Thursday, May 03, 2018

Defining Zymoglyphic

People often ask Jim what makes an object suitable for the Zymoglyphic Museum? I don't have a good handle on it myself. About a week ago we were out walking and I found a piece-of-wood-rotten-root-thing that he liked and kept to use in his museum. I often hand him stuff I find, hoping it will meet with his approval. I think about 10% of my finds are accepted. When I handed him the rotten wood and he accepted it, I felt victorious. So I decided I need to document the successes. And maybe some of the failures.

We just came back from a few days in Rockaway Beach. There had been a storm before we arrived so there was a lot of stuff at the high tide line. Below you can see what I found on the beach that Jim thought he might use in the museum - I was doing unusually well for some reason.
There were mole crabs all over the beach, in various states of decay. These were interesting because they still have their digging parts attached.

This is possibly a piece of bamboo. The harder it is to tell what it is, the better Jim likes it.

I think this one was accepted because of it's interesting texture. The piece of bark in Jim's left hand was found by Jim.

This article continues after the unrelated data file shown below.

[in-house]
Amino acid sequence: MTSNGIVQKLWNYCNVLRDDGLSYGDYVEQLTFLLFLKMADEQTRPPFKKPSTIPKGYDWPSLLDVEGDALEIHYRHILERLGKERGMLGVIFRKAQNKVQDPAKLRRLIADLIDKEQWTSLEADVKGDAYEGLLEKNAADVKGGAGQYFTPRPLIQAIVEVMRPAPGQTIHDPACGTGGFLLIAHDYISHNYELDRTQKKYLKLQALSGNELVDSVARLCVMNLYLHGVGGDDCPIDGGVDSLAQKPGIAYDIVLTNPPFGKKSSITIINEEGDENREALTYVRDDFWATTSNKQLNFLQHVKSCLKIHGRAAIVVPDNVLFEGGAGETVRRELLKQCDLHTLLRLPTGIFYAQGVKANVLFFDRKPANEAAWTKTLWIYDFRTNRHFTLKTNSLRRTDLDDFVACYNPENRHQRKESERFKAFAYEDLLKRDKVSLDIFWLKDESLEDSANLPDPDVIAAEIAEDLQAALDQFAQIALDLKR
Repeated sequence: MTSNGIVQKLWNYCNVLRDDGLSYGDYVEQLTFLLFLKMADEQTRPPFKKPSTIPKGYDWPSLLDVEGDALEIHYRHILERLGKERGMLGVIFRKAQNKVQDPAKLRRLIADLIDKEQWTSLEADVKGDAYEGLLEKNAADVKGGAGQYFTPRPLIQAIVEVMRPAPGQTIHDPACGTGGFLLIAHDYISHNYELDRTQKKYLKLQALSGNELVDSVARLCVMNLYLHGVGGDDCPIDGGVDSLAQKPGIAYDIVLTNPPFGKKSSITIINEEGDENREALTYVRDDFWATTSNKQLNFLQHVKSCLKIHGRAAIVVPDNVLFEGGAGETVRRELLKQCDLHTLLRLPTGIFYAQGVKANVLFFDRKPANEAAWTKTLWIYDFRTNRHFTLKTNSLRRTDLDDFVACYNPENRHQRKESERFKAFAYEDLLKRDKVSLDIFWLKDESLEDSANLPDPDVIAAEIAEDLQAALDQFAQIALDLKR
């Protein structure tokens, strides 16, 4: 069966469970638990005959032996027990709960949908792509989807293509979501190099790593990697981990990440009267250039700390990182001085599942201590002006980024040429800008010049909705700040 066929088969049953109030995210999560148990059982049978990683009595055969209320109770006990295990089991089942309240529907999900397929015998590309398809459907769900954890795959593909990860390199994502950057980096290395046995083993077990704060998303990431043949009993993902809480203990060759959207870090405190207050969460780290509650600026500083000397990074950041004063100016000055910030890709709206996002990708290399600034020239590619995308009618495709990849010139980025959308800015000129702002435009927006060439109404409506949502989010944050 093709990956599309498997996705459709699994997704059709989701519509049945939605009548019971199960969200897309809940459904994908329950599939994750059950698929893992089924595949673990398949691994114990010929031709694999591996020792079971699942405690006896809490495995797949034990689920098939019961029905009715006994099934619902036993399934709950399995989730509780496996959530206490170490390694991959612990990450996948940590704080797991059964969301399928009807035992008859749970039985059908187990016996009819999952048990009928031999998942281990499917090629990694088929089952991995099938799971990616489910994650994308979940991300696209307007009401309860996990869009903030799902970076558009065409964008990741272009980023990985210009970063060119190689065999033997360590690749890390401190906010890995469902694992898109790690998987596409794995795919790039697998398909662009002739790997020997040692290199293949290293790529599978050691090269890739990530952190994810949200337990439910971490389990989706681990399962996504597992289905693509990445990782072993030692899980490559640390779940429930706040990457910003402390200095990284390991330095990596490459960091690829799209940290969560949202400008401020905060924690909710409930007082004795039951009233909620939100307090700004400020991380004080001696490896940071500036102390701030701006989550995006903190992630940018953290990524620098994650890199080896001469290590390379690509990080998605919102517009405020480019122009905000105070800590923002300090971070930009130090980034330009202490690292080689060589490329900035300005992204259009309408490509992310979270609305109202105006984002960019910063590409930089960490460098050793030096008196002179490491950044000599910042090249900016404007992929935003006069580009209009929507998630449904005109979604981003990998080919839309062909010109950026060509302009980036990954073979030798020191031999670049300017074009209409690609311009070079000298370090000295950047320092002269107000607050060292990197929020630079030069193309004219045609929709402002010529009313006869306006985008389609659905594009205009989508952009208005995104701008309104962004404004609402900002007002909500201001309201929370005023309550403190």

This one is very twisty and ambiguous in size. I believe it has already been assembled into something.

I don't remember anything about this.

This chunk of wood was selected because it's potentially a stand - things with holes in them are useful that way. I would have brought this home for myself if Jim didn't take it.

Another with interesting texture.

The appeal of this one mystifies me - it looks like just another chunk of driftwood to me.

There was a large log on the beach with a beautiful pattern. I was amazed when Jim reached for his camera to record it. I had to take a photo. He almost never reaches for his camera.

This is the log texture that Jim couldn't resist.

And finally an end-of-the-day shot. Happy treasure hunting to you all!